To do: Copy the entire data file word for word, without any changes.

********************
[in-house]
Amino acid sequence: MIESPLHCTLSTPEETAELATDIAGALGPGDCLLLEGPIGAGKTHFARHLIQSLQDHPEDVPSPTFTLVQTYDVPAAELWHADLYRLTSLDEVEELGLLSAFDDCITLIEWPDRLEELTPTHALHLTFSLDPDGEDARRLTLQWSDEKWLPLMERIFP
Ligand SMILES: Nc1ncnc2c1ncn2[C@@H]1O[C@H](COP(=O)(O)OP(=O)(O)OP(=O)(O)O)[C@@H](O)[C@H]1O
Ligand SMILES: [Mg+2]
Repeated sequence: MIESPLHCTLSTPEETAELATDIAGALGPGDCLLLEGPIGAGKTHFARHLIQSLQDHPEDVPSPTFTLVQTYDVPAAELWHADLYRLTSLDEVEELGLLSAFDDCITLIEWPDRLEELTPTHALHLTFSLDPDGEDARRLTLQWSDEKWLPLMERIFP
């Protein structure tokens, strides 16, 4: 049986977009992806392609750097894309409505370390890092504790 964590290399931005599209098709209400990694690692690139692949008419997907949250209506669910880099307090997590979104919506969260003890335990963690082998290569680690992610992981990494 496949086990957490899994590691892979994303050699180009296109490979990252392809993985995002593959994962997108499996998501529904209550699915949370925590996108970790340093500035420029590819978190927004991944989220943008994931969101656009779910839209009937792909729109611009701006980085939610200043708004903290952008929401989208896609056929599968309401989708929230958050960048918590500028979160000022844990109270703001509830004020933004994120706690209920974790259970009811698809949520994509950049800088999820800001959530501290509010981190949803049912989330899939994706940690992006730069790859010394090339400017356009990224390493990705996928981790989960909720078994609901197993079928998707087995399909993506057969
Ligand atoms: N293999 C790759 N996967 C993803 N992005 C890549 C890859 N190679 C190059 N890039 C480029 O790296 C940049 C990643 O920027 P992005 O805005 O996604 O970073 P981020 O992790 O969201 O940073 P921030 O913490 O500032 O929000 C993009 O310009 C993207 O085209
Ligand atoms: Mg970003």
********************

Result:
[in-house]
Amino acid sequence: MIESPLHCTLSTPEETAELATDIAGALGPGDCLLLEGPIGAGKTHFARHLIQSLQDHPEDVPSPTFTLVQTYDVPAAELWHADLYRLTSLDEVEELGLLSAFDDCITLIEWPDRLEELTPTHALHLTFSLDPDGEDARRLTLQWSDEKWLPLMERIFP
Ligand SMILES: Nc1ncnc2c1ncn2[C@@H]1O[C@H](COP(=O)(O)OP(=O)(O)OP(=O)(O)O)[C@@H](O)[C@H]1O
Ligand SMILES: [Mg+2]
Repeated sequence: MIESPLHCTLSTPEETAELATDIAGALGPGDCLLLEGPIGAGKTHFARHLIQSLQDHPEDVPSPTFTLVQTYDVPAAELWHADLYRLTSLDEVEELGLLSAFDDCITLIEWPDRLEELTPTHALHLTFSLDPDGEDARRLTLQWSDEKWLPLMERIFP
């Protein structure tokens, strides 16, 4: 049986977009992806392609750097894309409505370390890092504790 964590290399931005599209098709209400990694690692690139692949008419997907949250209506669910880099307090997590979104919506969260003890335990963690082998290569680690992610992981990494 496949086990957490899994590691892979994303050699180009296109490979990252392809993985995002593959994962997108499996998501529904209550699915949370925590996108970790340093500035420029590819978190927004991944989220943008994931969101656009779910839209009937792909729109611009701006980085939610200043708004903290952008929401989208896609056929599968309401989708929230958050960048918590500028979160000022844990109270703001509830004020933004994120706690209920974790259970009811698809949520994509950049800088999820800001959530501290509010981190949803049912989330899939994706940690992006730069790859010394090339400017356009990224390493990705996928981790989960909720078994609901197993079928998707087995399909993506057969
Ligand atoms: N293999 C790759 N996967 C993803 N992005 C890549 C890859 N190679 C190059 N890039 C480029 O790296 C940049 C990643 O920027 P992005 O805005 O996604 O970073 P981020 O992790 O969201 O940073 P921030 O913490 O500032 O929000 C993009 O310009 C993207 O085209
Ligand atoms: Mg970003």